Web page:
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House dust mites go to mattresses in droves: Study

SINGAPORE — The highest concentrations of dust mites in homes are found in mattresses, a small-scale study conducted by home appliances manufacturer Dyson and the National University of Singapore (NUS) has shown.

A dust mite. Photo: Dyson

A dust mite. Photo: Dyson

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SINGAPORE — The highest concentrations of dust mites in homes are found in mattresses, a small-scale study conducted by home appliances manufacturer Dyson and the National University of Singapore (NUS) has shown.

The study, which covered 27 homes here, also found beds to be a haven for mould, bacteria and allergens, which are substances that cause allergic reactions. The average mattress had 3,000 colony forming units (cfu) of mould per gram of dust. A single mould can produce 40 or more proteins that can cause allergies; symptoms include sneezing, nasal congestion and itchy or watery eyes.

The highest concentration of mould found in a home was 9,300 cfu/g, higher than the concentration of 5,000 cfu/g for which a higher chance exists of triggering allergic reactions.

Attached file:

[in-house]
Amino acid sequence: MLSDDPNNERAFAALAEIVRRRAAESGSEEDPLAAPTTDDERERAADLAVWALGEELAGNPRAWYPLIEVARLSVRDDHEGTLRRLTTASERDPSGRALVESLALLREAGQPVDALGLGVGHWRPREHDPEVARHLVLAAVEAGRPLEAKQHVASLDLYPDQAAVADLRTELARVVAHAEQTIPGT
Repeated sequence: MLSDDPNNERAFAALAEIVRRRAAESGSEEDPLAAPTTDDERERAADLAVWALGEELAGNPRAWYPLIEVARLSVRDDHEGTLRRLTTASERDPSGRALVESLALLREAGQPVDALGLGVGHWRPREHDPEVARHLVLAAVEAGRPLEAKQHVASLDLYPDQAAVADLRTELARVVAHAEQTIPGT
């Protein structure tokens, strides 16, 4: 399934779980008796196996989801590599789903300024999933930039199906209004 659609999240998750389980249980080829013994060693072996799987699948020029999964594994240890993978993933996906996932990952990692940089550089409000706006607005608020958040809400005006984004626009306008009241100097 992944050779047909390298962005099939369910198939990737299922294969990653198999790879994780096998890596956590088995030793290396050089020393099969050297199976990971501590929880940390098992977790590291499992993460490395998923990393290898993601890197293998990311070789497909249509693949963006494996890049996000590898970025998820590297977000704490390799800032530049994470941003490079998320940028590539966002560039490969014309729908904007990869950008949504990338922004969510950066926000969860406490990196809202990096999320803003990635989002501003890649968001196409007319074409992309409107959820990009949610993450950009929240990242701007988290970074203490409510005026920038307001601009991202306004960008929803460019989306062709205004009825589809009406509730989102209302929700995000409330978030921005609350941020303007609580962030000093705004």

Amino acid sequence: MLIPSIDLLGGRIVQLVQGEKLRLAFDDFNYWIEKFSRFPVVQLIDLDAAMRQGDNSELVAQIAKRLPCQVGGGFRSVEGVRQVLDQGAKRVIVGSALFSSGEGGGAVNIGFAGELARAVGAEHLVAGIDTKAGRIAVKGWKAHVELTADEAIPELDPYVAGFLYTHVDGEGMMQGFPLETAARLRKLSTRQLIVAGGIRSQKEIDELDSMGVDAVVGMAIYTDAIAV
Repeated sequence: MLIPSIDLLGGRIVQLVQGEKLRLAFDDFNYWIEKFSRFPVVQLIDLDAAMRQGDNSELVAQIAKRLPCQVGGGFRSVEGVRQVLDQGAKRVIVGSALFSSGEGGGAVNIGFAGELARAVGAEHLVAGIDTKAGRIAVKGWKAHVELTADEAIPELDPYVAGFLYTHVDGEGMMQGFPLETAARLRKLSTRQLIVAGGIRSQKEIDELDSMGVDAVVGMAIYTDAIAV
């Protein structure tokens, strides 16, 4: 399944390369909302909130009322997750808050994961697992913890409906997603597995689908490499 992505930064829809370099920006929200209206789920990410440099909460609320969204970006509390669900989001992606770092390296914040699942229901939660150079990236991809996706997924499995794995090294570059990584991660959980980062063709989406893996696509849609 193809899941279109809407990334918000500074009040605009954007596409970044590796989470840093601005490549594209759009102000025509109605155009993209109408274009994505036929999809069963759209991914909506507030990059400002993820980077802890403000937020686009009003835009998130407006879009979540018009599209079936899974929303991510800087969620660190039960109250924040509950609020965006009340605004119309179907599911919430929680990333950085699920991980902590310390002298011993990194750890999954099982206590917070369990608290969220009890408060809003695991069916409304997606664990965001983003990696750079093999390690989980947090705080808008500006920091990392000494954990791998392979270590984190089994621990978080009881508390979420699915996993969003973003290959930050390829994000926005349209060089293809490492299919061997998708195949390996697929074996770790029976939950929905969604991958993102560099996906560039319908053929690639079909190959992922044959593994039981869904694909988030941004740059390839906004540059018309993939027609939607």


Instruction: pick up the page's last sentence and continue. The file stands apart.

Samples from homes were taken last month and were tested in a microbiology lab at NUS. Dust was collected from the floor, mattresses, shelves, wardrobes, television sets and skirting boards of the homes.

All homes in the study contained detectable levels of allergens — house dust mites in particular. The commonly found species were the European house dust mite, the American house dust mite and the tropical house dust mite. These mite species are found almost all over the world and tropical zones tend to feature a more diverse ecosystem than temperate zones.

According to Dyson, droppings from dust mites can also cause an allergic response as they contain highly allergenic proteins that may trigger asthmatic symptoms or other allergic conditions.

More disturbingly, some homes had allergens from dogs, cats, cockroaches and mice. Dog and cat allergens were found to be widely distributed despite few households with pets, while detectable levels of cockroach allergen were found in nine of the homes sampled. Ten per cent of the homes showed traces of mouse allergens.

Dyson said it hoped to educate people on the content of household dust and provide insight into maintaining a healthy living environment through the study.

Regular cleaning and frequent ventilation are important to tackle the problem, it said.

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